Johnson & Johnson CEO Bill Weldon retires in April

Johnson & Johnson CEO Bill Weldon retiring in April, after repeated consumer product recalls

Associated Press
Johnson & Johnson CEO Bill Weldon retires in April
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FILE - In this Thursday Nov. 15, 2007 file photo, health care products maker Johnson & Johnson's CEO William Weldon poses for photos at the company's world headquarters in New Brunswick, N.J. The company on Tuesday, Feb. 21, 2012 said Weldon is retiring this April, following an embarrassing string of product recalls that has stretched for more than 2 years, costing the health care giant hundreds of millions of dollars and consumer trust. (AP Photo/Mel Evans, File)

TRENTON, New Jersey (AP) -- Johnson & Johnson's longtime CEO Bill Weldon is stepping down as the health care giant's top executive after an embarrassing string of recalls of everything from Tylenol to Benadryl that has cost the company hundreds of millions of dollars and consumers' trust.

The maker of Band-Aids and biotech drugs said Tuesday that Alex Gorsky, vice chairman and head of the company's largest business by revenue, will become CEO on April 26, the day of its annual shareholder's meeting. Weldon, who as CEO since 2002 helped the company grow through acquisitions and licensing deals, will remain chairman of the board for now.

The change at the top comes as the company struggles to regain its footing after more than two dozen product recalls since September 2009, for reasons from bacterial contamination to liquid medicines that may contain tiny glass or metal. While there haven't been reports of patients harmed by the recalled products, the sheer volume is likely unrivaled in the industry.

Congress has been probing J&J's handling of the recalls, including a "stealth recall" in 2008 in which the company paid a third party to quietly buy up packages of faulty medication from stores. Federal regulators have had three of J&J's factories under increased scrutiny for nearly two years, and one is being completely rebuilt.

J&J also faces lawsuits over the recalls, including one in which a family alleges its toddler died shortly after ingesting a "super dose" of Tylenol.

The recalls have hurt the company's financial performance. Under Weldon's tenure, J&J's revenue slightly more than doubled to $65 billion last year. But lost sales from all the recalled products not on store shelves have cost the company more than $1 billion. J&J shares plunged from nearly $72 in early 2009 to $48 after the recalls began and have been stuck in the mid-60s for about a year.

Weldon has repeatedly assured investors and consumers that he had the problems under control, only to have another recall pop up. Last April, for instance, he charmed shareholders with a pledge that brighter days were coming. But as recently as last week, J&J announced that it would recall about a half a million bottles of infant Tylenol because of complaints about bottle tops meant to make doses easier collapsing in some cases.

As the company worked to resolve the problems, several executives below Weldon departed suddenly. One was Colleen Goggins, the former head of the consumer health business, where many of the recalls originated.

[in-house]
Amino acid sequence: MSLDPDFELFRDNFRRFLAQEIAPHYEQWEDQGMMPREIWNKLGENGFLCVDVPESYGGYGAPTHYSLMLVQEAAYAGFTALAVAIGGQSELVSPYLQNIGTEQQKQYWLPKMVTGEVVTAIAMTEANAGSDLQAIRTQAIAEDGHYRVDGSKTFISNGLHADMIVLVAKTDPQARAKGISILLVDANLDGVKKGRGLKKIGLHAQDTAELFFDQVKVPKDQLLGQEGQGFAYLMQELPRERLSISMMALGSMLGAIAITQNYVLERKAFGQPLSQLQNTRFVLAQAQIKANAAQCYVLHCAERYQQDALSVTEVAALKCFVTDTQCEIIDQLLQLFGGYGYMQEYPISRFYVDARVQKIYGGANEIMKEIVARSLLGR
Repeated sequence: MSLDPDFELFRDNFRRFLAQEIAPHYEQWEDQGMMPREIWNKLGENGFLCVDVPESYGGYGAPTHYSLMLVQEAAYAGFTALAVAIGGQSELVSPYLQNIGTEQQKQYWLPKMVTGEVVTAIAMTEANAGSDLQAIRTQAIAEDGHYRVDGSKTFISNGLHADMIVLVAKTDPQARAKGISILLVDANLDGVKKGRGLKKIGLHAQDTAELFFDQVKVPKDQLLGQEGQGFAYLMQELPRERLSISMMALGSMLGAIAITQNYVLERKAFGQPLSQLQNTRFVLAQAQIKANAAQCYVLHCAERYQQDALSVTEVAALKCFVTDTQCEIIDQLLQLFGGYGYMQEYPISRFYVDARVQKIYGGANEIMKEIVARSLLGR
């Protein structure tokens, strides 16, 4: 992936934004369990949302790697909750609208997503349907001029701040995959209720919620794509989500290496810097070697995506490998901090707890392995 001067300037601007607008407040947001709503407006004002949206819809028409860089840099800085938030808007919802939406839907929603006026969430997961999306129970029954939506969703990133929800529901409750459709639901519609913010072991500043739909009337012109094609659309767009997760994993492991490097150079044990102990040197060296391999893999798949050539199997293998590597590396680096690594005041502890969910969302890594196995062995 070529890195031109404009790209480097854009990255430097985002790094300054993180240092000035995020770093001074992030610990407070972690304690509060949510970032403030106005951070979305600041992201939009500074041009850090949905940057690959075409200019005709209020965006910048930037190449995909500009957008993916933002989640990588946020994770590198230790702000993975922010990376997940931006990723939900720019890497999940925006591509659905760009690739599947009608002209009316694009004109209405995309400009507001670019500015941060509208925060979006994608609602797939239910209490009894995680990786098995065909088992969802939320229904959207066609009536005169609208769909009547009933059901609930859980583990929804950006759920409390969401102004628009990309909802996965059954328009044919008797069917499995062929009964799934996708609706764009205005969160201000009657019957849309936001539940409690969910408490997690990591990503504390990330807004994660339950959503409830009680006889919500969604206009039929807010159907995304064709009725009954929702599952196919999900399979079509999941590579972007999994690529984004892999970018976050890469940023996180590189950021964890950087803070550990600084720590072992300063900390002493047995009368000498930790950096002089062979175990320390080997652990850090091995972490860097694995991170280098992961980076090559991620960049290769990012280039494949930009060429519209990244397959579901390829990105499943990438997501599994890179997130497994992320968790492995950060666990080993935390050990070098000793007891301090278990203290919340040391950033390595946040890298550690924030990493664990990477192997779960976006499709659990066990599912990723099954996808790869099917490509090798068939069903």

A handful of analysts had been calling for Weldon's ouster, saying J&J had abandoned its highly touted corporate credo, displayed prominently at headquarters, that stresses responsibility to patients, doctors and nurses. Others said they thought the succession planning had long been in the works.

"While I am sure the board was not happy with the recalls that have plagued (J & J), I am not convinced Mr. Weldon was pushed out due to the latest recall," wrote Edward Jones analyst Linda Bannister.

The departure of Weldon, who has spent his entire 41-year career at J&J working his way up to chief executive, is being described by the company as normal succession planning. Weldon had repeatedly said he had no plans to leave unless asked to do so by the board of directors, which has long been loyal to him. But late Tuesday, Weldon, 63, said in a statement: "I look forward to the transition of leadership."

"The way I read it is, he wouldn't have left on his own if he didn't think the company was on its way to recovery," said Miller Tabak & Co. analyst and fund manager Les Funtleyder.

Gorsky and Sherri S. McCoy, who heads both the pharmaceutical and consumer businesses, had been considered the most likely successors to Weldon after both were named company vice chairmen in January 2011. McCoy will become vice chairman of the executive committee and report to Gorsky once he becomes CEO.

Gorsky leads the company's medical devices and diagnostics unit, which J&J claims is the largest business of its kind in the world. But besides that, he oversees 140 manufacturing facilities around the world. He's also in charge of both government affairs and policy, and the company's venture capital subsidiary, called the Johnson and Johnson Development Corp.

"I'm honored that the board has placed such confidence in me, and I am also aware of the serious responsibilities that come with this office," Gorsky, 51, said.

Pharmaceutical manufacturing expert Girish Malhotra said he considered the management shake-up at J&J an overdue firing of Weldon. But Malhotra wrote that the heads of manufacturing and accounting should also be fired, and the board dismissed.

"How a global icon of care and quality could not control its practices is just beyond imagination," he wrote. "I am not sure Mr. Alex Gorsky would be able to clean the house quickly to restore confidence in the company. Time will tell."

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